Excessive fear of doing the wrong thing leading to total inertia in practical terms
Inability to develop the rhino hide required by all parents of SN kids at some point.
Desperately wanting to have positive relationships with even the most spiteful, unreasonable individuals and selfblame when this just isn't possible.
Constantly trying to fix stupid.
paralysing guilt over an inability to make the world perfect for your chid within the existing constraints.

Cure

1. Tell the world to go hang itself, ignoring the housework and taking your children to the park for at least 30 mins every day. (Or baking cupcakes, or painting, or watching trash TV or whatever activity it is that you and your child espcially enjoy doing TOGETHER).

2. Recognising that sometimes (more often than you think actually) even the wrong decisison is a valid step on the path to where you actually want to end up. Doing nothing guarantees that nothing will change.

3. Accept the world isn't fair and fretting won't make it so.

4. Accept that ome stuff you can't change, you can always change yourself.

5. Accept some wars are unwinnable.

The above all sounds rather trite & I'm living proof that actually implementing it is easier said than done. I do get that, but for the sake of your kids you need to, and fast.

In your shoes I'd honestly forget about school for the time being- they have said quite clearly they have no intention of helping your child. It's a battle you KNOW you can't win.

Refocus your energies closer to home for a few months. Start by building up your own self-esteem and mental strength. If that takes utilising private or charitable sources to get personal or family therapy, then do so. Then on what you can do to help your child within the home.

I got told off for attending a private self-funded parenting course on ASD & challenging behavior by a CP SW during the grim pre-diagnosis years. Considering the official reason I was given for their involvement was my child's behavior I was left gobsmacked and feeling as I suspect you do, that nothing I tried was ever going to satisfy the authorities. I didn't need their permission to source, or attend the course, nor to implement what I'd learnt, so I smiled sweetly at them and just got on with it.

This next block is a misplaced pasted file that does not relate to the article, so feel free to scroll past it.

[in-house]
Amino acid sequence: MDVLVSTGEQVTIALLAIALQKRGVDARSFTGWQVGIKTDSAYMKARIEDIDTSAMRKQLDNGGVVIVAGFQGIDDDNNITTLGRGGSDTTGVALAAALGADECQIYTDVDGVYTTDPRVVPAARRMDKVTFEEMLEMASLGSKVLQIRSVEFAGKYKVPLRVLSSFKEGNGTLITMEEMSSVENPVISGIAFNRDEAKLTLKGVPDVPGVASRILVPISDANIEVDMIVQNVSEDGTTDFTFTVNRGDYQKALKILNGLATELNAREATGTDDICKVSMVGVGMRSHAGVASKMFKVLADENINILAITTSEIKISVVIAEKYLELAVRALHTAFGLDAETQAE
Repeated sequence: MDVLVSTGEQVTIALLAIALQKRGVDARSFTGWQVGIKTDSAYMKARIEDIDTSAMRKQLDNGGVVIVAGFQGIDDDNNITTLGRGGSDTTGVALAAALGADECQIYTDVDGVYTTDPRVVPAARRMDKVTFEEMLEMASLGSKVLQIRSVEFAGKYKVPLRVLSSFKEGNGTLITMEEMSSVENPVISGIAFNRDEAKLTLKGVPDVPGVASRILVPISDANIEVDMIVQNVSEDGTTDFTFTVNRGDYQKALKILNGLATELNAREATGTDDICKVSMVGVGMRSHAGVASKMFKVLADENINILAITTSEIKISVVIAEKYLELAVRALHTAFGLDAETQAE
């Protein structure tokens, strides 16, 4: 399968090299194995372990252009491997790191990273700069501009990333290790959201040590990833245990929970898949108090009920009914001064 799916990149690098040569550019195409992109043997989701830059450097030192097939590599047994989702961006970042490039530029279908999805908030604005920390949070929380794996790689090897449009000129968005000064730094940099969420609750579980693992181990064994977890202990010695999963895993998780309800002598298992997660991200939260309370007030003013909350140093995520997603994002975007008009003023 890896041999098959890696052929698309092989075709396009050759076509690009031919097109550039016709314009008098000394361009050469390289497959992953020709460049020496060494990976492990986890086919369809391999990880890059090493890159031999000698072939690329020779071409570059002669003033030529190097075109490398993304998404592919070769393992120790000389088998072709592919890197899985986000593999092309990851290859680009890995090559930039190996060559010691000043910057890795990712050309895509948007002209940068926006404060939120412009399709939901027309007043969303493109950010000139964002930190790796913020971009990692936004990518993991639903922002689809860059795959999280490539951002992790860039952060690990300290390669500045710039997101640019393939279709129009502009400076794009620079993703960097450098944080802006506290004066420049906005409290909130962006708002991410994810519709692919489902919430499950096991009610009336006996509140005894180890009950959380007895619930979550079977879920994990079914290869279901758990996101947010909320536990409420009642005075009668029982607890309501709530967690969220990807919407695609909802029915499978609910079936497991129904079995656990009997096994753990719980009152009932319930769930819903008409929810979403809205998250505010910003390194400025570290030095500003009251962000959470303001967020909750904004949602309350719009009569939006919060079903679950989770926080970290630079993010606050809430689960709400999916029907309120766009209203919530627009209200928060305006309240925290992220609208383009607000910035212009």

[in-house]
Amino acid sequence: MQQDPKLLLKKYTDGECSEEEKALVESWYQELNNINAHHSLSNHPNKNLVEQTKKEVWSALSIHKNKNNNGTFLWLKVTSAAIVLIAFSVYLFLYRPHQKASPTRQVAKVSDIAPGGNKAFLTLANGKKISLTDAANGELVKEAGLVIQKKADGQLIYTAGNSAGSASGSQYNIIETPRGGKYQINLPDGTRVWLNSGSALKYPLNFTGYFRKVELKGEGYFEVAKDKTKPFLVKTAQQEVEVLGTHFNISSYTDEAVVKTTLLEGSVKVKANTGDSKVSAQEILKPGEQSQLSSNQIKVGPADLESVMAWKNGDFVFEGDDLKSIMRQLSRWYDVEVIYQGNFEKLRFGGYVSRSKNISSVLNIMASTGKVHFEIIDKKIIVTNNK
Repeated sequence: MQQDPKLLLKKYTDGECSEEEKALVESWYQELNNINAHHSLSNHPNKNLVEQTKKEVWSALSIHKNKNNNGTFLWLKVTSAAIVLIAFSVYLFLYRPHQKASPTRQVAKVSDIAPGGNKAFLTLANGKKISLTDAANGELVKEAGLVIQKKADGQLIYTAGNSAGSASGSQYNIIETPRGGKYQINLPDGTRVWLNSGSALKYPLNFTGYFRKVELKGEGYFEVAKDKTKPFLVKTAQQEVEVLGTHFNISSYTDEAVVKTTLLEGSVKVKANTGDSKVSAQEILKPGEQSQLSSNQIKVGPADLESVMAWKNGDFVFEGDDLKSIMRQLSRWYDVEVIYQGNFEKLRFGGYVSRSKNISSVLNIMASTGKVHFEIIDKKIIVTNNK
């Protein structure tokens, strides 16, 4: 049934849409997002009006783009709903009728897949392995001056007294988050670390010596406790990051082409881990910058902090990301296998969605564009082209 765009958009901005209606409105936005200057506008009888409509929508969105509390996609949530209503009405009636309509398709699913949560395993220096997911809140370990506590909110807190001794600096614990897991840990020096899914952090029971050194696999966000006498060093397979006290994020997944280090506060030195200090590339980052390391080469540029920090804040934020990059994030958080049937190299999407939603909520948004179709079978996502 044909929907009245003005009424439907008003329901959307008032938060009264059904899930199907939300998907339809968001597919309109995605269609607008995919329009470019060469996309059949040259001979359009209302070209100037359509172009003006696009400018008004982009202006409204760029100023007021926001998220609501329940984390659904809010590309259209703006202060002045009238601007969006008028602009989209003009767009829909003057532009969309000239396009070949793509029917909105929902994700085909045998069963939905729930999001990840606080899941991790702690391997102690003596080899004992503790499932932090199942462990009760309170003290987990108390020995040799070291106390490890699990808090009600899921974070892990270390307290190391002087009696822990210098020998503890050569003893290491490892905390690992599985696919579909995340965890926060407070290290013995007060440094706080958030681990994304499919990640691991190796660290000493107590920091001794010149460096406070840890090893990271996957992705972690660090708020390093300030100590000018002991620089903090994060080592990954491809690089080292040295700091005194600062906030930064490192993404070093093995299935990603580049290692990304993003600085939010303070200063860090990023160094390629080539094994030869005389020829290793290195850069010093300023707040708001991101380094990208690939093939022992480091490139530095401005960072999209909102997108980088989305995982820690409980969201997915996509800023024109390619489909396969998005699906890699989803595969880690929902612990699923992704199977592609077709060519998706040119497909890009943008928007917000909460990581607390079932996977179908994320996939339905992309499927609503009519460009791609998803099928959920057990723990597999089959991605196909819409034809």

Those hours your child is not at school belong to you alone, I excercised my god-given right to raise my child to the best of my ability in the time allocated to me. I'll never apologise or be made to feel bad by anyone for doing that.

The pead, evil though she is, has no legal power to place you under house arrest (like happens to political dissidents in Burma). Therefore you CAN move if you want to. There is nothing stopping you taking your kids and going to live in a caravan at the other end of the country like a 1980's grunge traveller, except your on fears. (Hell you could even grow pink dreadlocks to match if you wanted to!).

Your marriage - at some point you have to take responsibility for your own part in this. If the relationship is potentially damaging to your children's emotional well being you can end it. Noone is holding a shotgun to your head to make you stay in it.

This week I've ordered the fabric to make my own damn weighted blanket, and the wood is cut for the stairgate. A terms worth of nonsense from the authorities is enough for me, and I wouldn't have procrastinated that long if I hadn't been ill.

zzzzz Fri 29-Mar-13 13:02:16

I dip in and out of your threads because I can't always think of anything constructive to add.

I think beemoms posts have been very straight and sensible, as have many of the others giving similar input.

My gut feeling is you need to stop thrashing around and get on with it. lougle is quite right to point out the circular nature of you supporting evidence. Using reports based on your own parental input to support your position and increase your conviction is illogical.

There is no earthly point in dragging your son to scouts. There is every reason to get him to school. What are you doing to support his education at home?